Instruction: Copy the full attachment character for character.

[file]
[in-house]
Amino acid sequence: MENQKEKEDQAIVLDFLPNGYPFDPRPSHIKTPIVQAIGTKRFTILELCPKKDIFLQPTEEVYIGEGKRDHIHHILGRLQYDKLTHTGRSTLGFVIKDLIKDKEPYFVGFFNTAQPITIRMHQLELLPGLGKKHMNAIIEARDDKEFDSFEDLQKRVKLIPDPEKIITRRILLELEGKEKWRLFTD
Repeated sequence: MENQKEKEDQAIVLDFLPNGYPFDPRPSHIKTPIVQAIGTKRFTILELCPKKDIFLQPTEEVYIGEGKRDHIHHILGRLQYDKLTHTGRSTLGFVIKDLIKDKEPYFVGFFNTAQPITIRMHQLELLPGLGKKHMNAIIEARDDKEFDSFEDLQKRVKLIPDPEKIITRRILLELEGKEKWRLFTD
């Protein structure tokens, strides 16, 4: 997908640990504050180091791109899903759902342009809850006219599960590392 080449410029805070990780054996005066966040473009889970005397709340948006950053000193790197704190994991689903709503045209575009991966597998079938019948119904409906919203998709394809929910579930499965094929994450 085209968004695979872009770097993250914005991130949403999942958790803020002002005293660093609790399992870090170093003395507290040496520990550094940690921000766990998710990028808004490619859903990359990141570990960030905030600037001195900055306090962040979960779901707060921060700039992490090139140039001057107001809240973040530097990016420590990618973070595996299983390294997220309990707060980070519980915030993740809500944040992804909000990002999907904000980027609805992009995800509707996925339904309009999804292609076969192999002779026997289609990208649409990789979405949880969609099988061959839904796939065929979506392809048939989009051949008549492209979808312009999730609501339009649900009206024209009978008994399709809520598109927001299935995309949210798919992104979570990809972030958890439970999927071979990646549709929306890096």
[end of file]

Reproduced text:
[in-house]
Amino acid sequence: MENQKEKEDQAIVLDFLPNGYPFDPRPSHIKTPIVQAIGTKRFTILELCPKKDIFLQPTEEVYIGEGKRDHIHHILGRLQYDKLTHTGRSTLGFVIKDLIKDKEPYFVGFFNTAQPITIRMHQLELLPGLGKKHMNAIIEARDDKEFDSFEDLQKRVKLIPDPEKIITRRILLELEGKEKWRLFTD
Repeated sequence: MENQKEKEDQAIVLDFLPNGYPFDPRPSHIKTPIVQAIGTKRFTILELCPKKDIFLQPTEEVYIGEGKRDHIHHILGRLQYDKLTHTGRSTLGFVIKDLIKDKEPYFVGFFNTAQPITIRMHQLELLPGLGKKHMNAIIEARDDKEFDSFEDLQKRVKLIPDPEKIITRRILLELEGKEKWRLFTD
């Protein structure tokens, strides 16, 4: 997908640990504050180091791109899903759902342009809850006219599960590392 080449410029805070990780054996005066966040473009889970005397709340948006950053000193790197704190994991689903709503045209575009991966597998079938019948119904409906919203998709394809929910579930499965094929994450 085209968004695979872009770097993250914005991130949403999942958790803020002002005293660093609790399992870090170093003395507290040496520990550094940690921000766990998710990028808004490619859903990359990141570990960030905030600037001195900055306090962040979960779901707060921060700039992490090139140039001057107001809240973040530097990016420590990618973070595996299983390294997220309990707060980070519980915030993740809500944040992804909000990002999907904000980027609805992009995800509707996925339904309009999804292609076969192999002779026997289609990208649409990789979405949880969609099988061959839904796939065929979506392809048939989009051949008549492209979808312009999730609501339009649900009206024209009978008994399709809520598109927001299935995309949210798919992104979570990809972030958890439970999927071979990646549709929306890096």